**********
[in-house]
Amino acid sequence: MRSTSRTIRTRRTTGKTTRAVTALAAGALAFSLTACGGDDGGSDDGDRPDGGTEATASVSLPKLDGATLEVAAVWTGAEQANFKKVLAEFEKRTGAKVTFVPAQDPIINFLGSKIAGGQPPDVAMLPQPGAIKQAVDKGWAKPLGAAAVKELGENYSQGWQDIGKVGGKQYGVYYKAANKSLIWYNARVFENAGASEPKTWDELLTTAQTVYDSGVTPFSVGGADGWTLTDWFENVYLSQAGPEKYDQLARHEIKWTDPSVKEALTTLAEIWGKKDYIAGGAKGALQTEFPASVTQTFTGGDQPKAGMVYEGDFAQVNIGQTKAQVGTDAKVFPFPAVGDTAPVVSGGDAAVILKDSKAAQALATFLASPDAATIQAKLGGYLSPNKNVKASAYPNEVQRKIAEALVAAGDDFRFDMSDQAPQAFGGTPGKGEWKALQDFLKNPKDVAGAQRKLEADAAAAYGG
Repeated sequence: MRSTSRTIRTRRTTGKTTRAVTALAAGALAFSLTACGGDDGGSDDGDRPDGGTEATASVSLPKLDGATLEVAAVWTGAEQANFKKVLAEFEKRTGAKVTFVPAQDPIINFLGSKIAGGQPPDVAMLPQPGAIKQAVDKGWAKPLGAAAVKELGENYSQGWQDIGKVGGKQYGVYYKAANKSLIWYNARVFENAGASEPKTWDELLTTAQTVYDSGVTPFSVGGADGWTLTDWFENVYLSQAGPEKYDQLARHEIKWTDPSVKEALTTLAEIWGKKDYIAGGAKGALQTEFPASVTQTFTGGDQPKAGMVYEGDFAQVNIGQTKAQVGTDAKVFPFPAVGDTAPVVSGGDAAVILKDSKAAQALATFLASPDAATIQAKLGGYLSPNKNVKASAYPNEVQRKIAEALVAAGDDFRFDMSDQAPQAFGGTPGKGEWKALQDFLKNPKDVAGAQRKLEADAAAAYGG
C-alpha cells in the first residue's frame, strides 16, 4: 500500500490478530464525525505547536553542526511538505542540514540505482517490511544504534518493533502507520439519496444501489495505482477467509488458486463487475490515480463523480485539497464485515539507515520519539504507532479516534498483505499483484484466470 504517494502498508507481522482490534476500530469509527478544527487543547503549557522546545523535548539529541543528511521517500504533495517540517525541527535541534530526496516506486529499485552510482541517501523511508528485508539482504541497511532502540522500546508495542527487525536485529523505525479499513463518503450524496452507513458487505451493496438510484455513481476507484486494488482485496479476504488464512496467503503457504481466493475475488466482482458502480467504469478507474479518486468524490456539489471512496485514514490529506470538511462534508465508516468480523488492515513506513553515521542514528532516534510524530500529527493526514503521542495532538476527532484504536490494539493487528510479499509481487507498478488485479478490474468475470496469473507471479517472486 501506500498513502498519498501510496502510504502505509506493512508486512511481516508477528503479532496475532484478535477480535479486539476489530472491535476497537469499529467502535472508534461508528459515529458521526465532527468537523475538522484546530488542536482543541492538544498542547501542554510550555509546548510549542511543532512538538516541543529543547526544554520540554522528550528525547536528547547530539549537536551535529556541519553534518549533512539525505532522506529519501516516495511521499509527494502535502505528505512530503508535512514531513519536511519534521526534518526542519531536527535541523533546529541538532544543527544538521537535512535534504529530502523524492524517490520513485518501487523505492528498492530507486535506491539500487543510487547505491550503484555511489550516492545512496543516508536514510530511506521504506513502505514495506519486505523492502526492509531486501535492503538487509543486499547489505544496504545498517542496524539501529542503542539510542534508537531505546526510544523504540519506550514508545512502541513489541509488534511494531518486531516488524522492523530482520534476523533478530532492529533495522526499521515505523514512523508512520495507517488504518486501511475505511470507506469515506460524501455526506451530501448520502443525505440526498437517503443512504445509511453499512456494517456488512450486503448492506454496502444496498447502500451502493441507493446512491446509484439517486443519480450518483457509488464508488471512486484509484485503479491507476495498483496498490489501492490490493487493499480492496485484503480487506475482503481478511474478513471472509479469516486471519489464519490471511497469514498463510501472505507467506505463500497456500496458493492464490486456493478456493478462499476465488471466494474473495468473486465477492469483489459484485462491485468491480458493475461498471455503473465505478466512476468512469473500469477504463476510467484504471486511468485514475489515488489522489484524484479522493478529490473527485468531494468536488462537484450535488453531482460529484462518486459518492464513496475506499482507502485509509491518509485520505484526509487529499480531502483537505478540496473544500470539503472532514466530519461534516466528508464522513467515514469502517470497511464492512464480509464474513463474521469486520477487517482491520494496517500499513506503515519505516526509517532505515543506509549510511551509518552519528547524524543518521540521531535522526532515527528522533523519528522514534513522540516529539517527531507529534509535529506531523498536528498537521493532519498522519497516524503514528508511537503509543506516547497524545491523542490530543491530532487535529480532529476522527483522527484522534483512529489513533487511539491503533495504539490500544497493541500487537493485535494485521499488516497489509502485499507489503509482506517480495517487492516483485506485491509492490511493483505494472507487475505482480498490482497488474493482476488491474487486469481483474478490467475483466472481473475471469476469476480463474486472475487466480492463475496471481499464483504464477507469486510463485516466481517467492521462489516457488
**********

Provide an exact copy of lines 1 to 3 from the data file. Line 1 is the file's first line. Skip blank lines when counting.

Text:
[in-house]
Amino acid sequence: MRSTSRTIRTRRTTGKTTRAVTALAAGALAFSLTACGGDDGGSDDGDRPDGGTEATASVSLPKLDGATLEVAAVWTGAEQANFKKVLAEFEKRTGAKVTFVPAQDPIINFLGSKIAGGQPPDVAMLPQPGAIKQAVDKGWAKPLGAAAVKELGENYSQGWQDIGKVGGKQYGVYYKAANKSLIWYNARVFENAGASEPKTWDELLTTAQTVYDSGVTPFSVGGADGWTLTDWFENVYLSQAGPEKYDQLARHEIKWTDPSVKEALTTLAEIWGKKDYIAGGAKGALQTEFPASVTQTFTGGDQPKAGMVYEGDFAQVNIGQTKAQVGTDAKVFPFPAVGDTAPVVSGGDAAVILKDSKAAQALATFLASPDAATIQAKLGGYLSPNKNVKASAYPNEVQRKIAEALVAAGDDFRFDMSDQAPQAFGGTPGKGEWKALQDFLKNPKDVAGAQRKLEADAAAAYGG
Repeated sequence: MRSTSRTIRTRRTTGKTTRAVTALAAGALAFSLTACGGDDGGSDDGDRPDGGTEATASVSLPKLDGATLEVAAVWTGAEQANFKKVLAEFEKRTGAKVTFVPAQDPIINFLGSKIAGGQPPDVAMLPQPGAIKQAVDKGWAKPLGAAAVKELGENYSQGWQDIGKVGGKQYGVYYKAANKSLIWYNARVFENAGASEPKTWDELLTTAQTVYDSGVTPFSVGGADGWTLTDWFENVYLSQAGPEKYDQLARHEIKWTDPSVKEALTTLAEIWGKKDYIAGGAKGALQTEFPASVTQTFTGGDQPKAGMVYEGDFAQVNIGQTKAQVGTDAKVFPFPAVGDTAPVVSGGDAAVILKDSKAAQALATFLASPDAATIQAKLGGYLSPNKNVKASAYPNEVQRKIAEALVAAGDDFRFDMSDQAPQAFGGTPGKGEWKALQDFLKNPKDVAGAQRKLEADAAAAYGG